Research in to this area of science is one that always has plenty of interest. Recent research has found a protein that travels beneath the skin and identifies a molecule called Laminins-511 that tells the hair follicles to grow. Researchers always are willing to put time and money into this area as it is an area that generates alot of interest. Researchers are looking into this area of combating baldness as it can be used in all causes of baldness from, burns, chemotherapy, to aging baldness and genetic baldness. It is an easy and effective way of treating it without huge costs and it is not very time consuming. However this area of treatment is still waiting approval from the FDA but it is hopeful that it will be approved and that treatment can start soon in the future.
    Here is the link to the research:
    http://www.menshealth.com/health/latest-research-hair-loss#ixzz1qV0pmMEo

  2. psuf1d April 13, 2012 at 11:13 am #

    According to results from a study by Wells,P.A.,Willmoth,T. Robin J. H. Russell,R.J.H (1995) there is a relationship between baldness and feelings of depression, neurotiscim and having low self esteem. Yet the question remains whether these factors cause hair loss or whether hair loss causes these factors.
    York et al. (1998) found that women who experience high levels of stress are 11 times more likely to suffer from hair loss. Yet the same question is still at large..what causes what? However, the example of Telogen Effluvium you presented does suggest that it is more likely that stress can cause hair loss rather than the opposite way around. A possible way to explore this could be a longitudinal study to examine levels of stress and hair loss over a long period of time.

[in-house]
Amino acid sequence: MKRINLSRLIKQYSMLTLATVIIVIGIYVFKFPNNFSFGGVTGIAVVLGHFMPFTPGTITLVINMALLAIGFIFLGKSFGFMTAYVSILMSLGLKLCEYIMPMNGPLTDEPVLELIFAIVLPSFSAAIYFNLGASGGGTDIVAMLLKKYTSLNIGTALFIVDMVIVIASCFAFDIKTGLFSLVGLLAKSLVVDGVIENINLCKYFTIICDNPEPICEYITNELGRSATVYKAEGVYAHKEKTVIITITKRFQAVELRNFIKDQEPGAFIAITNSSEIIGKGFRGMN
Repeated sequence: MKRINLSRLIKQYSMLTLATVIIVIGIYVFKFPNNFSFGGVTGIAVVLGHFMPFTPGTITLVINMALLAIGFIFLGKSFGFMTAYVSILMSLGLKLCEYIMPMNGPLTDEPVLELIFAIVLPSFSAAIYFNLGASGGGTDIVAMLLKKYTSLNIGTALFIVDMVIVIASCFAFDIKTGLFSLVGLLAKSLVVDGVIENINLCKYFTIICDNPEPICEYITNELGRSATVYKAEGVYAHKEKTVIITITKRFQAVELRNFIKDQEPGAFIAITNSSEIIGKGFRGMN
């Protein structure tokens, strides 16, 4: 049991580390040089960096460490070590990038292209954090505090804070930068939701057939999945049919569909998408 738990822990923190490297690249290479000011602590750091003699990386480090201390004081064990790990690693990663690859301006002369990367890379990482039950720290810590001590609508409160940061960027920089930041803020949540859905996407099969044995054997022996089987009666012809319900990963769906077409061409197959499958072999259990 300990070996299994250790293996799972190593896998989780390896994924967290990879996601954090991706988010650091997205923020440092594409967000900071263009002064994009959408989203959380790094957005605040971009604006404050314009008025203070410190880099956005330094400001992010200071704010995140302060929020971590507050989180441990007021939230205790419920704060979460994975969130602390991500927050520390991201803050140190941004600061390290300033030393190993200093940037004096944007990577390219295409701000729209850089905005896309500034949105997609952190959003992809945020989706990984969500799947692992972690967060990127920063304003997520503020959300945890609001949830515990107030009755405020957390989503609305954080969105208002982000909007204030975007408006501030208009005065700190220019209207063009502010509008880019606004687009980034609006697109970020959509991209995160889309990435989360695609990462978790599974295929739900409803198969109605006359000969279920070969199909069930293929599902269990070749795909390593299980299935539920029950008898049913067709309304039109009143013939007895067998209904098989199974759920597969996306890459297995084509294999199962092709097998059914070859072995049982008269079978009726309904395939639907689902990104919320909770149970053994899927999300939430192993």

References
    Wells, P. A., Willmoth, T. and Russell, R. J. H. (1995), Does fortune favour the bald? Psychological correlates of hair loss in males. British Journal of Psychology, 86: 337–344. doi: 10.1111/j.2044-8295.1995.tb02756.x

    York, J., Nicholson, T., Minors, P. & Duncan, D. F. (1998). Stressful life events and loss of hair among adult women: a case-control study. Psychological Reports, 82, 1044-1046.

  3. Gideon Martin April 18, 2012 at 9:20 pm #

    Their appears to be a definitive link between hair loss and an adverse affect on male self esteem. Research has found (Williamson, Gonzalez, Finlay, 2001) has found that men that go bald suffer from lower self esteem, lack of confidence and self – consciousness. Further research found that these negative feelings were even more severe in cases of baldness occurring in younger men (Wells, Willmoth, Russel 2011). Men who go bald at an early age suffer from increased introversion, self consciousness and feelings of attractiveness. All the evidence points towards hair being an important part of the male self image and important for self esteem and self worth.

  4. liamjones33 April 18, 2012 at 10:47 pm #

    It never ceases to amaze me how people look beyond nutrition in instances of the body, I can’t say much so therefore I won’t get too many marks for this comment, but the simple answer is a zinc deficiency. Doing your own research into the nutritional basis of balding would reveal this succinctly.